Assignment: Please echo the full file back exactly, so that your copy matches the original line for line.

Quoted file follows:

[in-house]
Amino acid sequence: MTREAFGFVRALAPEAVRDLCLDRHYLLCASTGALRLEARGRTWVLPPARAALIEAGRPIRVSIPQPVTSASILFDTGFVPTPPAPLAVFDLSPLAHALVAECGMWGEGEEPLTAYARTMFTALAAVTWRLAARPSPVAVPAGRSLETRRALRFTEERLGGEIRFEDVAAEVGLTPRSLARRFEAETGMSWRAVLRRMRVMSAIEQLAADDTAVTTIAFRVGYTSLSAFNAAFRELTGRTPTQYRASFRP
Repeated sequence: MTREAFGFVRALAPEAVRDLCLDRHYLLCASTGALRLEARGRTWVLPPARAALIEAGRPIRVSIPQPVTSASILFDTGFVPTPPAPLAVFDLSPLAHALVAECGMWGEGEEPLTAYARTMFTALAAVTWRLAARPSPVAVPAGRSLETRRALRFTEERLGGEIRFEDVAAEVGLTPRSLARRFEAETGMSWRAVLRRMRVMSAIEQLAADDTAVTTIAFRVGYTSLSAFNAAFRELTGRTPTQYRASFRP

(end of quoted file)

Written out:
[in-house]
Amino acid sequence: MTREAFGFVRALAPEAVRDLCLDRHYLLCASTGALRLEARGRTWVLPPARAALIEAGRPIRVSIPQPVTSASILFDTGFVPTPPAPLAVFDLSPLAHALVAECGMWGEGEEPLTAYARTMFTALAAVTWRLAARPSPVAVPAGRSLETRRALRFTEERLGGEIRFEDVAAEVGLTPRSLARRFEAETGMSWRAVLRRMRVMSAIEQLAADDTAVTTIAFRVGYTSLSAFNAAFRELTGRTPTQYRASFRP
Repeated sequence: MTREAFGFVRALAPEAVRDLCLDRHYLLCASTGALRLEARGRTWVLPPARAALIEAGRPIRVSIPQPVTSASILFDTGFVPTPPAPLAVFDLSPLAHALVAECGMWGEGEEPLTAYARTMFTALAAVTWRLAARPSPVAVPAGRSLETRRALRFTEERLGGEIRFEDVAAEVGLTPRSLARRFEAETGMSWRAVLRRMRVMSAIEQLAADDTAVTTIAFRVGYTSLSAFNAAFRELTGRTPTQYRASFRP